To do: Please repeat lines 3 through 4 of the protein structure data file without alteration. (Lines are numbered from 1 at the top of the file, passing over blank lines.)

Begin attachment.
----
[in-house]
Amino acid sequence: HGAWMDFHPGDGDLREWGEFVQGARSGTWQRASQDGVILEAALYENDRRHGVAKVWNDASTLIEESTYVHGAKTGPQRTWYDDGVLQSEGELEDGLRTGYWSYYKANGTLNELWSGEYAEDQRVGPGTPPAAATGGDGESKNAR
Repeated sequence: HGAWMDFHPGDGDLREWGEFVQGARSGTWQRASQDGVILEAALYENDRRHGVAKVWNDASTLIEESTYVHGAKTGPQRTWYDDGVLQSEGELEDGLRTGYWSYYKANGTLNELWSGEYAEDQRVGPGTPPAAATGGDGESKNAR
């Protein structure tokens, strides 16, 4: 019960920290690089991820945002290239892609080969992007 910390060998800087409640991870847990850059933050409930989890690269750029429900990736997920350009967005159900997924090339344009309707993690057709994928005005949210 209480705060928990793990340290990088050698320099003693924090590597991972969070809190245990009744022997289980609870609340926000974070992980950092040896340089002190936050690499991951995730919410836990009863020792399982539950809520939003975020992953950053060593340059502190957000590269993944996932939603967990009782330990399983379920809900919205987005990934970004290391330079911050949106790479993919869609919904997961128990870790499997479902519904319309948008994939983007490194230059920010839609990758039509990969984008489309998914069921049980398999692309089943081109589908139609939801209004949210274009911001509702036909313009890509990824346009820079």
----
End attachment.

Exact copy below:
Repeated sequence: HGAWMDFHPGDGDLREWGEFVQGARSGTWQRASQDGVILEAALYENDRRHGVAKVWNDASTLIEESTYVHGAKTGPQRTWYDDGVLQSEGELEDGLRTGYWSYYKANGTLNELWSGEYAEDQRVGPGTPPAAATGGDGESKNAR
């Protein structure tokens, strides 16, 4: 019960920290690089991820945002290239892609080969992007 910390060998800087409640991870847990850059933050409930989890690269750029429900990736997920350009967005159900997924090339344009309707993690057709994928005005949210 209480705060928990793990340290990088050698320099003693924090590597991972969070809190245990009744022997289980609870609340926000974070992980950092040896340089002190936050690499991951995730919410836990009863020792399982539950809520939003975020992953950053060593340059502190957000590269993944996932939603967990009782330990399983379920809900919205987005990934970004290391330079911050949106790479993919869609919904997961128990870790499997479902519904319309948008994939983007490194230059920010839609990758039509990969984008489309998914069921049980398999692309089943081109589908139609939801209004949210274009911001509702036909313009890509990824346009820079």